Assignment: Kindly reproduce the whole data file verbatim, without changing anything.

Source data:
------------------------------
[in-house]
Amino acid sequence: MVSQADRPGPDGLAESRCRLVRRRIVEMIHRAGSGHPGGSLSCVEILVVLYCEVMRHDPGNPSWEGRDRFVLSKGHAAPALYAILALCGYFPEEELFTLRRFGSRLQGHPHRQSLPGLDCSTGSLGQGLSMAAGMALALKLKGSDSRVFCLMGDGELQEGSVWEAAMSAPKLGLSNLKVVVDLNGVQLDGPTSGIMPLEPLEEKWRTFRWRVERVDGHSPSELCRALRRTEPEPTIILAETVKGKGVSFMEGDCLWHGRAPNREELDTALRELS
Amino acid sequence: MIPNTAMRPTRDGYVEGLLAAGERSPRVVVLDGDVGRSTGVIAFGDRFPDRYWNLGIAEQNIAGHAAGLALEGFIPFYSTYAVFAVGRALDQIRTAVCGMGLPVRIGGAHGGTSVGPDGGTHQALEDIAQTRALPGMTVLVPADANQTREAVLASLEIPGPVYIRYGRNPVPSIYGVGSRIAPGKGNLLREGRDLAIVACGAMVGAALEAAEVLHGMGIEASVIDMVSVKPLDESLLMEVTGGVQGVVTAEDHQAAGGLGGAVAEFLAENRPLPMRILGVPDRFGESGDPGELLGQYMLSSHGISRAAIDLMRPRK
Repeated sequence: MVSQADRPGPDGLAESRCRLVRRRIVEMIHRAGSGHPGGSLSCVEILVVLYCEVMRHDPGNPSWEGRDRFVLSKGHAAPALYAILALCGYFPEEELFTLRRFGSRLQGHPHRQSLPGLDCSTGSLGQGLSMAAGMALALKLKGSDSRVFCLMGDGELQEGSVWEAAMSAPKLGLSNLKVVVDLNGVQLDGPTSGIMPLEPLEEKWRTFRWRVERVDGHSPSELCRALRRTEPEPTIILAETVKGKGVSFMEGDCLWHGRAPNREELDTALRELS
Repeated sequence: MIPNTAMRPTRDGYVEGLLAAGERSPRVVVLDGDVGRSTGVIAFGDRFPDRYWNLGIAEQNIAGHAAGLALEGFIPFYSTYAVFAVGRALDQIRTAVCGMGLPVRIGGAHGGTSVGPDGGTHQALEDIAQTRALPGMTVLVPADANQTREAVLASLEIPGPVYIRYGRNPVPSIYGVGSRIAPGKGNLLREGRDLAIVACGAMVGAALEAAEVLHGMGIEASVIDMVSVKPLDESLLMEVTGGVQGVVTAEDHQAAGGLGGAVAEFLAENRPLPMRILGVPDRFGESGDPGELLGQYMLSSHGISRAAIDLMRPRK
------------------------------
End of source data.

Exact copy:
[in-house]
Amino acid sequence: MVSQADRPGPDGLAESRCRLVRRRIVEMIHRAGSGHPGGSLSCVEILVVLYCEVMRHDPGNPSWEGRDRFVLSKGHAAPALYAILALCGYFPEEELFTLRRFGSRLQGHPHRQSLPGLDCSTGSLGQGLSMAAGMALALKLKGSDSRVFCLMGDGELQEGSVWEAAMSAPKLGLSNLKVVVDLNGVQLDGPTSGIMPLEPLEEKWRTFRWRVERVDGHSPSELCRALRRTEPEPTIILAETVKGKGVSFMEGDCLWHGRAPNREELDTALRELS
Amino acid sequence: MIPNTAMRPTRDGYVEGLLAAGERSPRVVVLDGDVGRSTGVIAFGDRFPDRYWNLGIAEQNIAGHAAGLALEGFIPFYSTYAVFAVGRALDQIRTAVCGMGLPVRIGGAHGGTSVGPDGGTHQALEDIAQTRALPGMTVLVPADANQTREAVLASLEIPGPVYIRYGRNPVPSIYGVGSRIAPGKGNLLREGRDLAIVACGAMVGAALEAAEVLHGMGIEASVIDMVSVKPLDESLLMEVTGGVQGVVTAEDHQAAGGLGGAVAEFLAENRPLPMRILGVPDRFGESGDPGELLGQYMLSSHGISRAAIDLMRPRK
Repeated sequence: MVSQADRPGPDGLAESRCRLVRRRIVEMIHRAGSGHPGGSLSCVEILVVLYCEVMRHDPGNPSWEGRDRFVLSKGHAAPALYAILALCGYFPEEELFTLRRFGSRLQGHPHRQSLPGLDCSTGSLGQGLSMAAGMALALKLKGSDSRVFCLMGDGELQEGSVWEAAMSAPKLGLSNLKVVVDLNGVQLDGPTSGIMPLEPLEEKWRTFRWRVERVDGHSPSELCRALRRTEPEPTIILAETVKGKGVSFMEGDCLWHGRAPNREELDTALRELS
Repeated sequence: MIPNTAMRPTRDGYVEGLLAAGERSPRVVVLDGDVGRSTGVIAFGDRFPDRYWNLGIAEQNIAGHAAGLALEGFIPFYSTYAVFAVGRALDQIRTAVCGMGLPVRIGGAHGGTSVGPDGGTHQALEDIAQTRALPGMTVLVPADANQTREAVLASLEIPGPVYIRYGRNPVPSIYGVGSRIAPGKGNLLREGRDLAIVACGAMVGAALEAAEVLHGMGIEASVIDMVSVKPLDESLLMEVTGGVQGVVTAEDHQAAGGLGGAVAEFLAENRPLPMRILGVPDRFGESGDPGELLGQYMLSSHGISRAAIDLMRPRK